Shot in the arm for lo­cal fash­ion

Show can be a cat­a­lyst to re­vive ail­ing trade

Weekend Argus (Saturday Edition) - - BUSINESS - REBECCA JACK­MAN

SOUTH African de­sign­ers pre­par­ing for Mercedes-Benz Fash­ion Week Cape Town, which starts in less than two weeks’ time, have the dual re­spon­si­bil­ity of not only putting on a beau­ti­ful show, but also help­ing re­build what was once a thriv­ing in­dus­try.

That’s ac­cord­ing to Cham­ber of Com­merce hu­man re­source port­fo­lio chair­man Michael Ba­graim, who said Fash­ion Week and sim­i­lar events were vi­tal against the back­drop of a provin­cial fash­ion and tex­tiles in­dus­try that has been “dec­i­mated” in re­cent years.

“It’s im­por­tant to fo­cus on lo­cal at this time, in or­der to reestab­lish the for­mer glory of the in­dus­try,” he said.

Also a long- time labour lawyer, Ba­graim said that, based on his own client base, the in­dus­try in terms of lo­cally-pro­duc­ing retailers and fac­to­ries had de­clined to about a third of what it was in the 1980s and 1990s.

Events such as Fash­ion Week, he pre­dicted, could act as some­thing of a cat­a­lyst to the re­vival of the in­dus­try, which was once the back­bone of Cape Town’s econ­omy.

Now the tourism in­dus­try has taken that num­ber one spot, but Ba­graim said Cape Town re­mained the fash­ion cap­i­tal of the Western Cape, South Africa and po­ten­tially even Africa.

At­tract­ing more de­sign­ers to the city could, in the longer term, mean more fac­to­ries, which would feed into the in­dus­try, even­tu­ally of­fer­ing South Africans op­por­tu­ni­ties to buy lo­cal cloth­ing at af­ford­able costs, he added.

Un­til the 1990s, cloth­ing and tex­tiles was the big­gest em­ployer in the Western Cape, with thou­sands of peo­ple em­ployed in fac­to­ries in Wood­stock, Salt River and Ob­ser­va­tory.

“We’ve been bleed­ing for the last 25 years, shed­ding peo­ple, by re­trench­ing, dis­miss­ing and clos­ing down,” Ba­graim said.

Jenny le Roux, the force be­hind “Mostly made in Cape Town” brand Habits, ad­heres to the idea of keep­ing their brand “lo­cal” and “lekker”. She said that show­ing at Fash­ion Week was ben­e­fi­cial to her brand, at­tract­ing lo­cal at­ten­tion and see­ing on­line sales soar.

But she adds that the costs to show pro­fes­sion­ally are high.

“Where to start? I get ex­tra mod­els – I think at the mo­ment they are R2 000 each per show, plus I need ex­tra mod­els for trial runs. Any ex­tra light­ing is for our cost, and shoes can cost any­thing from R299 to R2 999. Some of my de­signs are re­ally for ramp only, not sell­ers. We also pay for mar­ket­ing ma­te­rial, the DVD of the show and the ramp pho­to­graphs,” she said.

Added to that was the cost of de­sign­ing and de­liv­er­ing in­vi­ta­tions, and staff over­time for the “40- odd bods” who will in­evitably work late nights, re­gard­less of how much plan­ning is done.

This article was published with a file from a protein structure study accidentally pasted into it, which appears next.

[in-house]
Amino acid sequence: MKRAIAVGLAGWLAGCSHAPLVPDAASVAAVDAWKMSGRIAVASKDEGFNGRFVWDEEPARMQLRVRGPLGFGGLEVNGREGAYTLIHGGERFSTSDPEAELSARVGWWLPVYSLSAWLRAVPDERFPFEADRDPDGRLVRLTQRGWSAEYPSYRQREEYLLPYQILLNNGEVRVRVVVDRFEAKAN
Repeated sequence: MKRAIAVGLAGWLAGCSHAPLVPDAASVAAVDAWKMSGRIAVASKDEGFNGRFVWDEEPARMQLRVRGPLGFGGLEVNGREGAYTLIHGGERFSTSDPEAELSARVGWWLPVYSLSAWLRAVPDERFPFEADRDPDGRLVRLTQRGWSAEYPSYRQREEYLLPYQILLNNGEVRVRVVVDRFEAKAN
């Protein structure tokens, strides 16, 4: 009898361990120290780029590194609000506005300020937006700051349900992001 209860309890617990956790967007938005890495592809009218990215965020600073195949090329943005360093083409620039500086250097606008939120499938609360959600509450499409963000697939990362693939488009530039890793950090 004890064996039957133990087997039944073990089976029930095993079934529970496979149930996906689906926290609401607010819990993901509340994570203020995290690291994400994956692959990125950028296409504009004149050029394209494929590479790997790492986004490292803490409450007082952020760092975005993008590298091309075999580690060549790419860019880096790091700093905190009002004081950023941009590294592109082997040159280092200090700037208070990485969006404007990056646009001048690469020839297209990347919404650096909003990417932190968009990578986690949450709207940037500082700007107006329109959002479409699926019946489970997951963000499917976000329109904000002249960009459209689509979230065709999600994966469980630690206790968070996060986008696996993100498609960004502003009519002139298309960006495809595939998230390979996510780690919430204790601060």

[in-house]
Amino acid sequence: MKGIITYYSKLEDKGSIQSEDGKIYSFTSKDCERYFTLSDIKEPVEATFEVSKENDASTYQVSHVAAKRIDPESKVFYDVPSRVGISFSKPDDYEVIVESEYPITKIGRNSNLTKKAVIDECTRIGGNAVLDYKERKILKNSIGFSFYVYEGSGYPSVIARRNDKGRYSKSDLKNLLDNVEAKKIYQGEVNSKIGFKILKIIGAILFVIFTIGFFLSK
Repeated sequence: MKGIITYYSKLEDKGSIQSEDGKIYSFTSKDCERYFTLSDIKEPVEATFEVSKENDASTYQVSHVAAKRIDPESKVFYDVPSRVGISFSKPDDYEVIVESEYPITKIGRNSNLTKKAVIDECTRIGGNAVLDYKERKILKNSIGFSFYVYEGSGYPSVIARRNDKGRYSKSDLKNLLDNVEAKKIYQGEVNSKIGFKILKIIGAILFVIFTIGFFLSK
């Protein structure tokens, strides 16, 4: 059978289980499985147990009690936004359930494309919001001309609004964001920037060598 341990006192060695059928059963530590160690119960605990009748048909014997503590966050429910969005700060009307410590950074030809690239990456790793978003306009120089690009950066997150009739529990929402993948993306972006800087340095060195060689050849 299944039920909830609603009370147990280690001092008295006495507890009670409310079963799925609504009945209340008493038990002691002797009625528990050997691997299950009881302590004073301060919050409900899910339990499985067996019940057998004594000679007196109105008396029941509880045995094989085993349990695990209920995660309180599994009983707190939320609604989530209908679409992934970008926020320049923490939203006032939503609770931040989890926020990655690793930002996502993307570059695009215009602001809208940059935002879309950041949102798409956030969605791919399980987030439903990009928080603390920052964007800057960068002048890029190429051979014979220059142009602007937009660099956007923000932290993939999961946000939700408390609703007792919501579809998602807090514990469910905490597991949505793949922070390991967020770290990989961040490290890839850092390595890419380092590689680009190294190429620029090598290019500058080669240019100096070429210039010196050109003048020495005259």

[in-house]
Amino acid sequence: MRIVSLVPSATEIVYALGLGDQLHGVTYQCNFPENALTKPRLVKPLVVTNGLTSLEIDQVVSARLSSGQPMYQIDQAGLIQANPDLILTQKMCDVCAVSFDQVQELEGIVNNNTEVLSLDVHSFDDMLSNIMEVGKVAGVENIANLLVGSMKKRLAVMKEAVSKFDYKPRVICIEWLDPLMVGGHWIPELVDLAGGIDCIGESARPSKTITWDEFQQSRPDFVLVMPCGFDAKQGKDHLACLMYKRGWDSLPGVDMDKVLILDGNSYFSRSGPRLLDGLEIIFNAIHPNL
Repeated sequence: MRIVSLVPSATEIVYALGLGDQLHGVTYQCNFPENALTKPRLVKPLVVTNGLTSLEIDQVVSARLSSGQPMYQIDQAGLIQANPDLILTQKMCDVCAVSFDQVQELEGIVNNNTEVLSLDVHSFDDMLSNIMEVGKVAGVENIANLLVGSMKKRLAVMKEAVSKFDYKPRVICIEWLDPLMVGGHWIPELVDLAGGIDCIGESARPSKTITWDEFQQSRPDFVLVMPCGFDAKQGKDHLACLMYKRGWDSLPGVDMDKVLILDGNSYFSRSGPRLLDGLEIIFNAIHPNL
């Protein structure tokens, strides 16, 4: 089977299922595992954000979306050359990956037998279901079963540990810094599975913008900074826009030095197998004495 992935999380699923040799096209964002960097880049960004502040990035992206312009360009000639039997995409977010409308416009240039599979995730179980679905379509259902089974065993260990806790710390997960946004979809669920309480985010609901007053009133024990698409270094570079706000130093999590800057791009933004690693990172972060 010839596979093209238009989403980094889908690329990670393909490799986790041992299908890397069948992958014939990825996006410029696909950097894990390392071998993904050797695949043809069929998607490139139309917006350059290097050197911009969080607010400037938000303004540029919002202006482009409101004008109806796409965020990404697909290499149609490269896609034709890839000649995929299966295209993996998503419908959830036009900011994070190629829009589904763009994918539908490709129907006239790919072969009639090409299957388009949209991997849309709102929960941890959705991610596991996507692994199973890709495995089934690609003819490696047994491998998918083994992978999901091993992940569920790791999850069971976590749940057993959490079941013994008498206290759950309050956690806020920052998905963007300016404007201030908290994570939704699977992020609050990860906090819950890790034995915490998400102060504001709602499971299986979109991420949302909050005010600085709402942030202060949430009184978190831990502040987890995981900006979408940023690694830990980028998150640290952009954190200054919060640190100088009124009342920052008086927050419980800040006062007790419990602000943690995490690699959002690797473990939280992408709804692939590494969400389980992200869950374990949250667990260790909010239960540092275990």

There is also the af­ter-show party, which Le Roux said wasn’t a fash­ion show cost – but with just one show a year, “one must get as much value as pos­si­ble”.

Fash­ion Week or­gan­iser African Fash­ion In­ter­na­tional (AFI) is the “lead­ing fash­ion au­thor­ity on the African con­ti­nent and is com­mit­ted to the pro­mo­tion and de­vel­op­ment of the best South African and African de­sign tal­ent”, ac­cord­ing to its web­site.

The com­pany said they worked hard to cre­ate “lead­ing, world-class plat­forms (in­clud­ing Mercedes- Benz Fash­ion Week Joburg, Cape Town and Africa) aimed at driv­ing the growth of the in­dus­try and the sup­port of tal­ented de­sign­ers”.

Last year the Cham­ber of Com­merce put out a call for South Africans to buy lo­cal goods, not just in terms of fash­ion, but also gen­er­ally. And Ba­graim said the re­sponse had so far been pos­i­tive.

“There is a strong feel­ing of pa­tri­o­tism that is start­ing to creep into our psy­che.”

But there were still com­plaints that the stock of cer­tain stores was mostly im­ported. With Eastern im­ports be­ing cheap and ar­riv­ing in bulk, peo­ple could not al­ways af­ford to buy lo­cal – “and that’s where it falls apart at the seams”.

This year’s Mercedes- Benz Fash­ion Week Cape Town takes place from Au­gust 7 to 10 at the Cape Town In­ter­na­tional Con­ven­tion Cen­tre. Up to 30 de­sign­ers will show their Spring/ Sum­mer 2013/14 col­lec­tions. This year’s theme aims to cel­e­brate the strength of “Fash­ion, Art & De­sign” in the city, lead­ing to the city’s sta­tus as World De­sign Cap­i­tal 2014.


DRESSED FOR SUC­CESS: Fash­ion Week can be the per­fect model to re­vive the tex­tile in­dus­try.

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